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Haven't installed the flap controls yet. I literally had to cut 2 or 3 inches off of the end of one of the flaps to be able to fold the wings. I now have to re-run the cables.

What I have figured out is that they use a cable to lower the flaps, and a small return spring to keep the flaps back up when there is no air load on them. There is no "up" cable on the flaps.
 

Pops

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Haven't installed the flap controls yet. I literally had to cut 2 or 3 inches off of the end of one of the flaps to be able to fold the wings. I now have to re-run the cables.

What I have figured out is that they use a cable to lower the flaps, and a small return spring to keep the flaps back up when there is no air load on them. There is no "up" cable on the flaps.
Same as the flaps on the 4 seat Bearhawk. Piper Tri-Pacer I think.
 

WarpedWing

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Jul 17, 2015
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Location
Ocala, FL
Yea, I know that they use one cable per flap. My problem is the parts in the kit has two small 1 1/2 inch pulleys (one for each side to guide them down to the flap handle). So far so good. Now, just where the hell do they mount? There is not one mount/bracket for them anywhere. The manual give "zero" information, instruction or photos about the installation or routing. Typical for my build manual. My manual is for the RR1. Yep the RR1, its not specific to to the RR3. It has notes all throughout it about changes needed to be made to bring it up to date. It is a photo copy of a photo copy ad nausea. Of course, Stace at RMW does not and will not answer emails or phone calls. I was hoping to find another builder that has tackled this problem prior to me. Since Yahoo groups became just an email tree, there is no way to locate builders except through forums like this. So far not much luck.

My brother in-law and I are making some good progress so far but this seems to be one of the biggest obstacles we have run into so far. This is the first tube and rag I have worked on. I am a sheet metal guy but, this has been a fun little project. We seem to go in spurts now and then. We go like gang busters and then stall, then repeat. Unfortunately my sister in law passed a few weeks ago and it has been tough trying to get my brother in law motivated. If we can get this sticking point tackled I am sure we can get back on track.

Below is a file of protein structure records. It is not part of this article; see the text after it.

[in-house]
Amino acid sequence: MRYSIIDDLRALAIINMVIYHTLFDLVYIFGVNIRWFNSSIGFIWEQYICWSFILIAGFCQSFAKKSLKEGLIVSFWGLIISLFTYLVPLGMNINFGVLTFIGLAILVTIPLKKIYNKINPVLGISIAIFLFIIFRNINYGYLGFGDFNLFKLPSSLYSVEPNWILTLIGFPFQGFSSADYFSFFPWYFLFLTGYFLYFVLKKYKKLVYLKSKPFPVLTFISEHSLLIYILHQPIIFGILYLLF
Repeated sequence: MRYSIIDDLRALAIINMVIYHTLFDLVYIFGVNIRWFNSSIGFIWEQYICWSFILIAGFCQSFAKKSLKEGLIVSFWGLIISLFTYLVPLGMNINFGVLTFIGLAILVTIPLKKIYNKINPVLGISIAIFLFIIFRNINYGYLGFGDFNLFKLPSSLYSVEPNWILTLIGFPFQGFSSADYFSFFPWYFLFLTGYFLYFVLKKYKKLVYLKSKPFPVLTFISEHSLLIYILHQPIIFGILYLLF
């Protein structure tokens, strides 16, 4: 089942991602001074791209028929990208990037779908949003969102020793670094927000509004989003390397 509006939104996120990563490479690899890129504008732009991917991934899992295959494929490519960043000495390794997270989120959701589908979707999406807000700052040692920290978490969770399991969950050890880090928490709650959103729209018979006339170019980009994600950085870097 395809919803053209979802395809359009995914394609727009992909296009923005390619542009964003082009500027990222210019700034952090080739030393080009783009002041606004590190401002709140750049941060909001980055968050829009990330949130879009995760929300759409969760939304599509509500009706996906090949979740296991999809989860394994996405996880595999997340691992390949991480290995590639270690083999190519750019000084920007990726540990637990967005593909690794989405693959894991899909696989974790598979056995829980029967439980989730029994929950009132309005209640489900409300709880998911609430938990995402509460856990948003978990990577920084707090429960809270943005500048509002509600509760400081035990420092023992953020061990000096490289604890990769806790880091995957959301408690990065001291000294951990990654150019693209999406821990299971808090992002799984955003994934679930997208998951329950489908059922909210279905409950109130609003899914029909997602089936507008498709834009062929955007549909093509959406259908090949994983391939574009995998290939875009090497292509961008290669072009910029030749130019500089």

Victor Bravo

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Well, WarpedWing...

I spent just about the whole !(#&*$ day trying to figure this out. Both for you and for me.

The way I believe it was designed to work (for my RidgeRunner Model 2) is as follows:

(looking primarily at the port side of the rear cabin section, standing just behind the port side wing root)

The flap "down" cables come out of the wing root rib in a spanwise direction, heading inboard. They are housed in a flexible cable sheath / Bowden Cable Housing just like a bicycle or motorcycle control cable. The cable/sheath makes a 90 degree turn downward (toward the flap handle) just after the cable/sheath assembly passes over the upper fuselage longeron "V-tube". The bottom end of the sheath terminates/nests in a very small steel tube welded (vertically) onto the rear seatback cross-tube. The cable exits the sheath at that small steel tube,a nd the cable extends downward to the rear of the flap handle actuator arm. There are no pulleys involved in the fuselage for the flap cable routing.

When I initially looked at it, my reaction was "but... but... there has to be some sort of pulley, bellcrank, or something to change the direction of this cable from spanwise to vertically down (to the flap handle).... where the !)#*$ are the pulleys? Where the !(#*$ are the welded mounting ears for pulleys to be installed??? How the !(#*% did this airplane fly without the flaps being hooked up? "